Updated: Aug 14
Imposter syndrome is a term commonly used to conceptualize the feeling of inadequacy. The term is used to describe how an individual may feel about their ability to perform in competitive environments such as work, however, it stems from insecurity; feeling that you don’t measure up to others, and a false perception that other people in your position are more knowledgeable and competent.
Most people experience feeling inadequate at one time or another and on some level, it is completely normal to be critical of yourself or question if you are performing well; it keeps us on our toes so that we continue to work hard. Imposter syndrome looks like low self-esteem, inability to accept compliments, inability to self-affirm or acknowledge achievements, feeling unworthy of success, and dismissing positive feedback.
People who have a perfectionist attitude are more likely to struggle with imposture syndrome. Perfectionism is an inner critic and schema that causes a person to doubt their ability to be successful despite their accomplishments. People who have perfectionism have unreasonably high standards and expectations of themselves and feel their achievements are never enough. They also experience extreme disappointment and harsh self-talk when they fall short of their expectations.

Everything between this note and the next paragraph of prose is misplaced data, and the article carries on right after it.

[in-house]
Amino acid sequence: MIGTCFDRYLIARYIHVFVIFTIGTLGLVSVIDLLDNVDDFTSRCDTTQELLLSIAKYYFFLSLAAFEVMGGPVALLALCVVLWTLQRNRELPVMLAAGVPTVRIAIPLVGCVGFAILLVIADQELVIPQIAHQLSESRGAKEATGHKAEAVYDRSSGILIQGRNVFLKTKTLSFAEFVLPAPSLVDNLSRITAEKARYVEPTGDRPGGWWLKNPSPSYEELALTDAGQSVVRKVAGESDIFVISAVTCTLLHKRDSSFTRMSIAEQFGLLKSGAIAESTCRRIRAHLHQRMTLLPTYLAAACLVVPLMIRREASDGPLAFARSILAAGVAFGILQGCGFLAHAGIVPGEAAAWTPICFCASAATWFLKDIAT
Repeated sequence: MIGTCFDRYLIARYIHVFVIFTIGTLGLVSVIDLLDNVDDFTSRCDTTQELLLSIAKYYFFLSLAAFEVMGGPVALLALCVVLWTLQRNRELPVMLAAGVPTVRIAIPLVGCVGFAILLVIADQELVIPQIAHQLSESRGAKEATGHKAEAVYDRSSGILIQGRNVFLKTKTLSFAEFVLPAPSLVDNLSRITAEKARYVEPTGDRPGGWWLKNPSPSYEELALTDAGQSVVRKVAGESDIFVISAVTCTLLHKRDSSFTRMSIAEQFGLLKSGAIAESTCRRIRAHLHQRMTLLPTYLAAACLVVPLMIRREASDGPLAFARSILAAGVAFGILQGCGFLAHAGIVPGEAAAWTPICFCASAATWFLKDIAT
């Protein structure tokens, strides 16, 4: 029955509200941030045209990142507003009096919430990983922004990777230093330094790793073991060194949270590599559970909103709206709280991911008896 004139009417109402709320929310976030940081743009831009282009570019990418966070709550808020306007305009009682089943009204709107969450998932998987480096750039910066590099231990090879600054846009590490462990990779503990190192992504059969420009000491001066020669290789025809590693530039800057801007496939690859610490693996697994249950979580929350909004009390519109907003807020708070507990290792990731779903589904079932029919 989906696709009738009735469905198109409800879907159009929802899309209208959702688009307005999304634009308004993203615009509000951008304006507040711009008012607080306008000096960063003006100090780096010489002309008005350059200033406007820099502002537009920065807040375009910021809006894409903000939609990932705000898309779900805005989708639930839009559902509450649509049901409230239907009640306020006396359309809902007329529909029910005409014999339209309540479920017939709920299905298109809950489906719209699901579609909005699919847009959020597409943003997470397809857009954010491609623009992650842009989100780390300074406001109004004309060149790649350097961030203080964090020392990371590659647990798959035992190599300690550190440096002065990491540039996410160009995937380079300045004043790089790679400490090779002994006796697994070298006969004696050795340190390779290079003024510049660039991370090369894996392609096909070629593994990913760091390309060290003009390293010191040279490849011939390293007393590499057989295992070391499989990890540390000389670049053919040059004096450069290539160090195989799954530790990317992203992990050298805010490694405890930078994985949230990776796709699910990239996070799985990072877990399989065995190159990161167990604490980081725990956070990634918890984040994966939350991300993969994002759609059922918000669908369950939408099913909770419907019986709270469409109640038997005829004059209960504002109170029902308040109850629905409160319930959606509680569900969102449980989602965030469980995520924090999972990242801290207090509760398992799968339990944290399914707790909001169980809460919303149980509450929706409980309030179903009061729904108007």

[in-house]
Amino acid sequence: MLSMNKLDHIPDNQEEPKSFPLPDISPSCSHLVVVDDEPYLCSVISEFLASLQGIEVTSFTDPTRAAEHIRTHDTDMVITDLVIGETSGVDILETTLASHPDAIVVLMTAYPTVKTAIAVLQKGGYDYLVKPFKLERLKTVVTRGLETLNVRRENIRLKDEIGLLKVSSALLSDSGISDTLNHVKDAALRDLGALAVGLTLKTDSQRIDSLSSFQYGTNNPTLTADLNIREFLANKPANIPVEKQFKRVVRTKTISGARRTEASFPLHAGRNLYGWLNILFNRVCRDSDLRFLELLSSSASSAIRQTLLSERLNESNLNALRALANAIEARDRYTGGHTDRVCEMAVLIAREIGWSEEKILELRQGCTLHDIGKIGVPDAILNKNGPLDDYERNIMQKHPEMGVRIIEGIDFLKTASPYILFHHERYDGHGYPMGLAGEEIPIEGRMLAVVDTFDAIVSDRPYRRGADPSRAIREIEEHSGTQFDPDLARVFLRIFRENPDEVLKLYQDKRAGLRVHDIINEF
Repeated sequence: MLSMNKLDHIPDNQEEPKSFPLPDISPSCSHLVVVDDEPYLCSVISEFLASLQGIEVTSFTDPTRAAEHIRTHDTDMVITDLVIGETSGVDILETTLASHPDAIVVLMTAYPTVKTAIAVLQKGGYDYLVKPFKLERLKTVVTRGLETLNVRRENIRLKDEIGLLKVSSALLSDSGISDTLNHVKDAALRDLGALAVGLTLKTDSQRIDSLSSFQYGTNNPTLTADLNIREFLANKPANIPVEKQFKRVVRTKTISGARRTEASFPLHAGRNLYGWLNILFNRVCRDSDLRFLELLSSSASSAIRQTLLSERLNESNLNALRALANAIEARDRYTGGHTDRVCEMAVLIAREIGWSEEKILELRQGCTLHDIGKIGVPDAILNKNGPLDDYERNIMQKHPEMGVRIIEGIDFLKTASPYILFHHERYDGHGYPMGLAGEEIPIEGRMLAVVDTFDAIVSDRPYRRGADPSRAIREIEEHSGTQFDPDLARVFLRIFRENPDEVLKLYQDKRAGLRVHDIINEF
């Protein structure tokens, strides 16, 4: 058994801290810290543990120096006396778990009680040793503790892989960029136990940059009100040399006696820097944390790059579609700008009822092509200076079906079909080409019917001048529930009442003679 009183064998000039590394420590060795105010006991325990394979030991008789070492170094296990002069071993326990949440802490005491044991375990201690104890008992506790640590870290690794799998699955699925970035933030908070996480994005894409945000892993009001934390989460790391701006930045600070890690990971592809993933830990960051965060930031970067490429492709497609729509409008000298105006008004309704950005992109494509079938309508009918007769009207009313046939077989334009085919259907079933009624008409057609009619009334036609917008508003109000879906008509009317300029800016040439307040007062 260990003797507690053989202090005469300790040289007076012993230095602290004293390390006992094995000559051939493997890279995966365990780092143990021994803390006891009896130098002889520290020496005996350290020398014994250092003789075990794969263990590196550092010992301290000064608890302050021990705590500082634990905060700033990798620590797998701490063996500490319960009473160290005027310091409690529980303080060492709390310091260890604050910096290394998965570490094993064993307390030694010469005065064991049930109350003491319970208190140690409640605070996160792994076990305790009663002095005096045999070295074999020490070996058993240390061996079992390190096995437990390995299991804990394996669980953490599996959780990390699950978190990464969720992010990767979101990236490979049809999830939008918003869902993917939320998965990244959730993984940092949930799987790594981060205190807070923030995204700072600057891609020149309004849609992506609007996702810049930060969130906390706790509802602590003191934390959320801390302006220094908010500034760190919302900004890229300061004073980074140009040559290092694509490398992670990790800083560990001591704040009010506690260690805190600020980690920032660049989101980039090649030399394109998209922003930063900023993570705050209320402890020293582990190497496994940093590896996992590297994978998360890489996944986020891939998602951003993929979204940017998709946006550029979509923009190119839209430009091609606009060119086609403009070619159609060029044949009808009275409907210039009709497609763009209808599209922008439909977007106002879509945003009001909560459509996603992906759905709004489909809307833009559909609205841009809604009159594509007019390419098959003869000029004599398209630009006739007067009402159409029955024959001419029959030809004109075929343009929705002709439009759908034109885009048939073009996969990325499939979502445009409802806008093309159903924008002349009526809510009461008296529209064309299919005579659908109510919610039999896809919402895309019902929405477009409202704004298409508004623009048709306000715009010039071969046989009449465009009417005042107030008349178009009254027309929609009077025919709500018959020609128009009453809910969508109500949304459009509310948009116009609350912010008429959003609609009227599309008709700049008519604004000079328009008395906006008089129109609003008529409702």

The pressure people put on themselves to perform well can create a false reality in which they project how they feel about themselves onto other people; the logic is: if the individual doesn’t feel competent in their role then other people must feel the same. The reality is, others aren’t paying as much attention to us as we think they are, and the individual experiencing imposter syndrome may be discounting their talents and skills and focusing more on their flaws.
In other words, Imposter syndrome has everything to do with how you feel about yourself and little to do with how others may perceive you.
If you find yourself becoming overly anxious, stressed, and preoccupied about your performance at work or school, constantly disappointed, overly hard on yourself, and depressed you may be struggling with imposture syndrome. It’s a distorted way of thinking, however, it can be unlearned. Therapies such as CBT can help people overcome imposter syndrome by helping the individual reframe their self-talk and shift their perspective.